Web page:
A rail study commissioned by the Alberta government says Ottawa and the grain industry should explore benefits of allowing grain shippers to opt out of the maximum revenue entitlement (MRE) program.
In its report entitled A Smoother Track for Exports, the Canada West Foundation recommends that the grain industry explore the opportunities for innovation and the consequences of allowing producers and grain companies to opt out of the MRE program.
The MRE, also known as railway revenue caps, limit the amount of revenue that railway companies can earn by moving a tonne of grain on federally regulated railway corridors.
“In the same way that changes in the Crow Rate and allowing farmers to opt out of the wheat board led to innovations by farmers and investment by grain companies, the use of commercial arrangements to co-ordinate volumes and provide incentives and penalties may help spur innovation in the grain handling and transportation systems,” states the report, which was commissioned by the Alberta government in 2015 and made public April 19.
The report also recommends that grain shipped by container also be removed from the MRE program.
The CWF paper makes 25 recommendations aimed at improving rail service in Alberta and across the Prairies.
“Removing containerized grain from the MRE would provide an incentive for railways to promote the use of containers for specialty grains, increase shipping options for farmers and add efficiency to the supply chain,” says the report, co-authored by CWF senior economist Janice Plumstead.
“It also creates the potential for revenue from containers that might otherwise return to the port empty.”
The MRE “acts as a deterrent to efficient operations in the grain supply chain” and adds that “a market rate for grain could eliminate the resistance of railways to invest in more efficient hopper cars as the current fleet retires.”
A complete copy of the report can be viewed online at http://bit.ly/22OvXZO or downloaded from the CWF website at cwf.ca.
The report’s recommendations come as Ottawa prepares to conduct industry-wide consultations this summer on the recently released Emerson Report.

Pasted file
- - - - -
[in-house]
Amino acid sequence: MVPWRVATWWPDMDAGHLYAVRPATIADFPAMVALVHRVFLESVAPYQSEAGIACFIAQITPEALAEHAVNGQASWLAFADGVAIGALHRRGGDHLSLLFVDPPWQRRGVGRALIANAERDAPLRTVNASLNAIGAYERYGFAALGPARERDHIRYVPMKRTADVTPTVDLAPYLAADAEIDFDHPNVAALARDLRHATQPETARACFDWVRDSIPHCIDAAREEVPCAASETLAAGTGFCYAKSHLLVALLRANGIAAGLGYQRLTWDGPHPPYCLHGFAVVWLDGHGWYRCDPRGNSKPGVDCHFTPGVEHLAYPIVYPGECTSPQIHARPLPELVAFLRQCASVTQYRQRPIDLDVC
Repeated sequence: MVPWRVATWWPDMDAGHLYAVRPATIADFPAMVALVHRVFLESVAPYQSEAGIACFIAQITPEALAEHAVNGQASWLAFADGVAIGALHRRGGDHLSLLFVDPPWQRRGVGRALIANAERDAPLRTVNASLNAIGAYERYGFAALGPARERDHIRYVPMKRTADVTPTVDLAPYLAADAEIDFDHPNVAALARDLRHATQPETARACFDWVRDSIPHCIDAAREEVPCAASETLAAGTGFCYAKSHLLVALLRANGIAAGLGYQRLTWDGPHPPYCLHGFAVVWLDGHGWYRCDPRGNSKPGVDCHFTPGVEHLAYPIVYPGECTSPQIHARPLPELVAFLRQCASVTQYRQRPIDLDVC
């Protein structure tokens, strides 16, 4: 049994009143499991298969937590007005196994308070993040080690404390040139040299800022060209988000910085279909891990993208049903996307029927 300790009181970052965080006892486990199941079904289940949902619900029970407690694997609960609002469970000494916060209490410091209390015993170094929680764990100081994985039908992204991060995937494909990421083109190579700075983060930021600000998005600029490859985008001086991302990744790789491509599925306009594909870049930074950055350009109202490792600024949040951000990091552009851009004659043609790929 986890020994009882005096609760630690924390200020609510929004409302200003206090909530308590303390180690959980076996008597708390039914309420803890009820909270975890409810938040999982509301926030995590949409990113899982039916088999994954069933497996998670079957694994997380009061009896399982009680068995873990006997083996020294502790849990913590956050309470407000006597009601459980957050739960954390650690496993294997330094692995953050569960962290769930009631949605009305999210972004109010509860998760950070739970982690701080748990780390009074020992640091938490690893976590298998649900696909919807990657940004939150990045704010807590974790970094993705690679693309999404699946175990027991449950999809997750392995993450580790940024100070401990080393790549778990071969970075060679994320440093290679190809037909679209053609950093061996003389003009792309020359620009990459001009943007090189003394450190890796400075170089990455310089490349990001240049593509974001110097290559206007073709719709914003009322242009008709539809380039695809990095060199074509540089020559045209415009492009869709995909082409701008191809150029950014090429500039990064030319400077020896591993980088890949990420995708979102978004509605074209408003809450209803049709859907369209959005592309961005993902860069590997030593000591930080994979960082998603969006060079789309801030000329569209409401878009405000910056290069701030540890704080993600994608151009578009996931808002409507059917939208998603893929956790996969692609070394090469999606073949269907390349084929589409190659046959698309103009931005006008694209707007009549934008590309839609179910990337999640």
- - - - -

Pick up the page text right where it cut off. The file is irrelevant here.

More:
The Emerson Report, which stemmed from a recently completed Canada Transportation Act review process, recommended that the MRE be phased out over a seven-year period in hopes of establishing a more “commercially grounded” railway transportation system.
Norm Hall, a Saskatchewan farmer and president of the Agricultural Producers Association of Saskatchewan (APAS), said the vast majority of farm groups and agricultural shippers in Western Canada have indicated to Ottawa that they oppose any changes to the MRE program.
Giving shippers the option to voluntarily withdraw from the MRE program would weaken a freight rate control mechanism that is important to the industry.
He said freight rates and service standards on unregulated Canadian railway routes support the notion that deregulation does not result in better service, only higher transportation costs.
“Paying the railroads more money does not guarantee better service,” Hall said.
Removing containerized grain from the MRE program is an idea that has no merit, he added.
Lynn Jacobson, an Enchant, Alta., farmer who serves as president of the Alberta Federation of Agriculture, offered a similar view when asked about the CWF recommendations on MREs.
“The only way we’ve ever been able to deal with the railways is with regulation,” Jacobson said.
“And the regulation, to a large extent, emulates what competition (in the rail sector) would maybe give us.”
Jacobson suggested that nearly every farmer would be opposed to taking containerized grain out of the MRE program.
In its executive summary, the Canada West Foundation report concludes that western Canada’s rail transportation system is working well, despite well-documented challenges that affected rail service and grain movement in the winter of 2013-14.
However, it goes on to suggest there is room for improvement.
The report made several other recommendations such as starting discussions on replacing government owned grain hopper cars, allowing more commercial agreements and dispute resolution mechanisms and better data collection and information sharing to improve logistics.